We used to play this game called “Beep.” Once a week, Steve and I would walk down the street to our weekly CCD class and we’d see how far we could walk out into the road before a car would beep at us. Sometimes we’d only get one step off the side walk and other times we could get halfway towards the double yellow lines in the middle of the road. We’d laugh and compete with each other to get the loudest, longest honks risking life and death in suburban Cumberland, RI. We knew people who live in Cumberland were just too nice to run over teenagers walking around in the evening and felt it was worth the risk. We took advantage and made our game successful.
We needed quite a bit of excitement and camaraderie to get us through the part mandatory, part obligatory CCD classes we went to once a week. CCD was a set of religious classes to prepare us for a catholic confirmation that we commonly referred to them as Central City Dump because of what we had to endure. But, we did our best out of some vague sense of obligation.
“Beep” was the most fun and was what I remember to be the most positive part of my experience. It lightened the existential load of fear I felt on the inside. Class time spent imparting indoctrination of the Catholic church into my teenage brain stoked more inner conflict than it help sort out and for a rebellious and developing free-thinking mind like mine, it amplified conflicts that began to emerge.
I tossed around in my mind during these walks thoughts like, “what if I swore? Swearing was a sin and if I didn’t have confession to remove that sin, then I would be going to hell. I don’t want to go to hell. But how was I supposed to live? Try not to make any error and when I did go immediately run to confession? How do I avoid satan trying to get me and things which are satanic? How can I protect myself? This will be hard. Looks like I’m going to need a whole lot of confession.”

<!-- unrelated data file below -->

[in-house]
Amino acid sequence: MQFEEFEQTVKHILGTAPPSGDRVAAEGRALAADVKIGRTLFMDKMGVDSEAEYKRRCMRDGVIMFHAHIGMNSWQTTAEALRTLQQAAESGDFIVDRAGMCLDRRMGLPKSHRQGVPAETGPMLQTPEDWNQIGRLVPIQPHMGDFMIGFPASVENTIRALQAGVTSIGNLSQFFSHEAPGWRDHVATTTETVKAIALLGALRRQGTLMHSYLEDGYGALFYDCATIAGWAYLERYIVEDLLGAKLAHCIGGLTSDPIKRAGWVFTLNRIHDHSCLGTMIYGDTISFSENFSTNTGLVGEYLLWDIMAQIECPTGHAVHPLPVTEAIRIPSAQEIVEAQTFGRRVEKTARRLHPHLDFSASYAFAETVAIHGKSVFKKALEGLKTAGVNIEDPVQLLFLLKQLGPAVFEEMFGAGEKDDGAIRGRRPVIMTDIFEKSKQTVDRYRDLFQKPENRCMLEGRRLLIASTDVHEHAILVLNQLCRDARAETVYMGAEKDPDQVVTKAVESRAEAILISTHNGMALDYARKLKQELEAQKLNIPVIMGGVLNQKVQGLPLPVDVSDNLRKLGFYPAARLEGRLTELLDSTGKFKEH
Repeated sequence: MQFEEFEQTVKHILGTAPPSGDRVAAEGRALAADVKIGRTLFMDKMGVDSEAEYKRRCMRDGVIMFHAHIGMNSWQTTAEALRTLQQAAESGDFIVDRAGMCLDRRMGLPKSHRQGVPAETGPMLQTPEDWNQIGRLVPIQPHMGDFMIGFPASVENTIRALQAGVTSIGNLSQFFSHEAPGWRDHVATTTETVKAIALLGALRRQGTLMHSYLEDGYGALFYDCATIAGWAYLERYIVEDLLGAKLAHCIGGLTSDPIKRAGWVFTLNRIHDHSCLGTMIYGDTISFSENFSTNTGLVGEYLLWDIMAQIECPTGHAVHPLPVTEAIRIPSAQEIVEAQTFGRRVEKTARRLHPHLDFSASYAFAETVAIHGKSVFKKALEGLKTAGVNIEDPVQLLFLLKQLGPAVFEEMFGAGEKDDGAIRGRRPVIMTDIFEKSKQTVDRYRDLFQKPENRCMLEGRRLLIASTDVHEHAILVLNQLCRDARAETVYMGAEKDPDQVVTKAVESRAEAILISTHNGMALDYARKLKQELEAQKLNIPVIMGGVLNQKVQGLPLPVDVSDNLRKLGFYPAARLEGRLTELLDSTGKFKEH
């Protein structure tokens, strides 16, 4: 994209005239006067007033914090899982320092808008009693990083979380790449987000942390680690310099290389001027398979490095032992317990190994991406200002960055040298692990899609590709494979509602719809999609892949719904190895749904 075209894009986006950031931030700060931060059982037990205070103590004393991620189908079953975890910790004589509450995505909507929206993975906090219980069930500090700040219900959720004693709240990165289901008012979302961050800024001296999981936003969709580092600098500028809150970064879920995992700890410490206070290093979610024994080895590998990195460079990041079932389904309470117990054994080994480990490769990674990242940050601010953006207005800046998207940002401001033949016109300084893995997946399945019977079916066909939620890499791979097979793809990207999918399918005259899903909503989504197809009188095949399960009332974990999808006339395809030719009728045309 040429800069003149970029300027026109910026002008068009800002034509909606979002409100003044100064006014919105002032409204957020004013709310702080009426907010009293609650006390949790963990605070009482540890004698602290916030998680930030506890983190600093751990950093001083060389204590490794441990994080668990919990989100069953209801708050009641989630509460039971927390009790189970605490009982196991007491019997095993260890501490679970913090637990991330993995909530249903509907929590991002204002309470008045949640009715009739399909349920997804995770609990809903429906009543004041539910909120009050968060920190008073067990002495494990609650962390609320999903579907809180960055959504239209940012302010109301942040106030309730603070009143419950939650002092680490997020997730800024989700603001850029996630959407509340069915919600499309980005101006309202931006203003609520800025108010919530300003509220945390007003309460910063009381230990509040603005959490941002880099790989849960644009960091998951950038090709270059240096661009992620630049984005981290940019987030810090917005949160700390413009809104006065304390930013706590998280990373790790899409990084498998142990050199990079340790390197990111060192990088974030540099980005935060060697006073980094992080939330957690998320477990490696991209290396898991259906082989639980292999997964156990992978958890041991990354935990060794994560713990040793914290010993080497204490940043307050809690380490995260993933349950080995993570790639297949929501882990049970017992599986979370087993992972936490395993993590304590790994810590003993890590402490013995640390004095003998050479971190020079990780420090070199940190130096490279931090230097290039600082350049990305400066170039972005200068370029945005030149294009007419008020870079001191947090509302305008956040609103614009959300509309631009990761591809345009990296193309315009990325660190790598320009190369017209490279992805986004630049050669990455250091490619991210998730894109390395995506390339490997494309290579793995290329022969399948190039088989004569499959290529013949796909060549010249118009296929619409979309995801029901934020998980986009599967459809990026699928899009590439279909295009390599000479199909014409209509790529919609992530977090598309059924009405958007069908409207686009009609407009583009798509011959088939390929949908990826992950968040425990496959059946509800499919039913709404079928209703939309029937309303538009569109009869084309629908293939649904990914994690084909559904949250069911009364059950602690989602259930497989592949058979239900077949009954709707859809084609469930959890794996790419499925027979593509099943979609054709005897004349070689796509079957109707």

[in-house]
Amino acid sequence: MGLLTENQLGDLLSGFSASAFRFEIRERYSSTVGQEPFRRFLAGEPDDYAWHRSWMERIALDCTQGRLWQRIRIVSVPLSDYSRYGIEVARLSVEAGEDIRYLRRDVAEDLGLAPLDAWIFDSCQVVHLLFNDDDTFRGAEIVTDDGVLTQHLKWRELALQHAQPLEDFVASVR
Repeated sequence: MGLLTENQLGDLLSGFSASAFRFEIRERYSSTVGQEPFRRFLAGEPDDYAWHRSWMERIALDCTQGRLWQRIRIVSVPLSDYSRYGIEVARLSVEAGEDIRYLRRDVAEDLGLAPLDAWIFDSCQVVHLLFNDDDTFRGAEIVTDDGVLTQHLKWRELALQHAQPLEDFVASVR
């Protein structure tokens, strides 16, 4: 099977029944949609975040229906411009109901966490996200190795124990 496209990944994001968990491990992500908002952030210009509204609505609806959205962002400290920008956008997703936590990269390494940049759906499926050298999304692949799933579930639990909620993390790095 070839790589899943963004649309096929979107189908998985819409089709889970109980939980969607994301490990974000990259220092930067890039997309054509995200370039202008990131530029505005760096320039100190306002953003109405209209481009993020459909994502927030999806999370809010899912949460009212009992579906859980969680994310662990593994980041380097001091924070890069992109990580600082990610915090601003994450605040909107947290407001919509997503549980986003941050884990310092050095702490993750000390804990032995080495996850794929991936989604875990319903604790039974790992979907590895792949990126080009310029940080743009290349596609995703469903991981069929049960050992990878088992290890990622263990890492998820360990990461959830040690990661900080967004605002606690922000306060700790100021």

It tormented my 15 year old mind during as these thoughts would swirl around and around with no answer or resolution. There had to be somewhere. I felt destined to live my life in constant fear and close to the catholic church who can cleanse and remove my sins regularly. It was the only way to be to be able to get into heaven. Inevitably, I had begun to consider give up and accept that this would be the way it would have to be.
Towards the end of our class we had an exam. I studied. I knew all the terms. Father, Son, Holy Ghost. Stations of the Cross. Chalice. Body and Blood. Steve and I knew we’d pass and be finally done.
I came the final exam essay question which was as follows, “Explain why you believe abortion is wrong?” I stared at the question and hesitated. “I don’t necessarily think abortion is wrong. But, that’s what I am being told. How can I accept a belief that I do not believe myself? What if I don’t believe it? Am I wrong? Am I a bad person? Will I be going to hell if I don’t find a way to believe? I just can’t bring myself to fully agree. What do I do?”
I went on to pass the test, went through the “confirmation” ceremony, but something had shifted in me. How could I continue when I disagreed. Why are these views being forced on me when I don’t believe that way? Who is right? Maybe, there’s something more? Maybe there’s another way? Maybe there’s another way to understand all of this….